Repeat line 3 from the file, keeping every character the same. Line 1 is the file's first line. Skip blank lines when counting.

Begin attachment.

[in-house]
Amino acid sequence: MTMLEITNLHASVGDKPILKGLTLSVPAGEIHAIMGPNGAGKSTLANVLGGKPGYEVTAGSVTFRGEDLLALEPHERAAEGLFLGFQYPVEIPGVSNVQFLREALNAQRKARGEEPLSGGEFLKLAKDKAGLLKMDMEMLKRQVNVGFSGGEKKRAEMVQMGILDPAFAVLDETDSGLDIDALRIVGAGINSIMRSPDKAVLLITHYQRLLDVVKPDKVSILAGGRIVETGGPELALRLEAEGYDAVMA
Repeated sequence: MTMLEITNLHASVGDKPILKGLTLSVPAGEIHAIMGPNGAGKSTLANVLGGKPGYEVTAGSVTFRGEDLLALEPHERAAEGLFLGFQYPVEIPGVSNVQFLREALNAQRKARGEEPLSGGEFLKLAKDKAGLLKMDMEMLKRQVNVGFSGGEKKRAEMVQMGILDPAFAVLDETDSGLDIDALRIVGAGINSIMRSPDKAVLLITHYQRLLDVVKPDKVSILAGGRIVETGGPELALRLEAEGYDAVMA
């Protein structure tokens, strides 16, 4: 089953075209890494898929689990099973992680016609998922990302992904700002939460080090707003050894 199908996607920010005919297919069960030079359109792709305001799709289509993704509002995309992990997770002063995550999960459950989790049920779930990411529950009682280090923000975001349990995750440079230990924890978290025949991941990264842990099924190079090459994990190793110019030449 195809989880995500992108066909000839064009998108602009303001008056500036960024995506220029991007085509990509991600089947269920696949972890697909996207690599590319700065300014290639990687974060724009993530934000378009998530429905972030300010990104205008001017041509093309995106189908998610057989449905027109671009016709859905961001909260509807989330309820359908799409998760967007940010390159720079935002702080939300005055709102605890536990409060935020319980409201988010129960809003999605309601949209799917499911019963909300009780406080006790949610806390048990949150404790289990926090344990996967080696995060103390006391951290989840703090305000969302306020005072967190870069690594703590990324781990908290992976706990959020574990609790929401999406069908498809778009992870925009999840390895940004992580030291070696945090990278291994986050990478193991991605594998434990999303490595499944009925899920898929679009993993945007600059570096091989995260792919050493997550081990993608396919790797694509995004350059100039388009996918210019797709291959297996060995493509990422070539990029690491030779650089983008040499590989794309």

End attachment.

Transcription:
Repeated sequence: MTMLEITNLHASVGDKPILKGLTLSVPAGEIHAIMGPNGAGKSTLANVLGGKPGYEVTAGSVTFRGEDLLALEPHERAAEGLFLGFQYPVEIPGVSNVQFLREALNAQRKARGEEPLSGGEFLKLAKDKAGLLKMDMEMLKRQVNVGFSGGEKKRAEMVQMGILDPAFAVLDETDSGLDIDALRIVGAGINSIMRSPDKAVLLITHYQRLLDVVKPDKVSILAGGRIVETGGPELALRLEAEGYDAVMA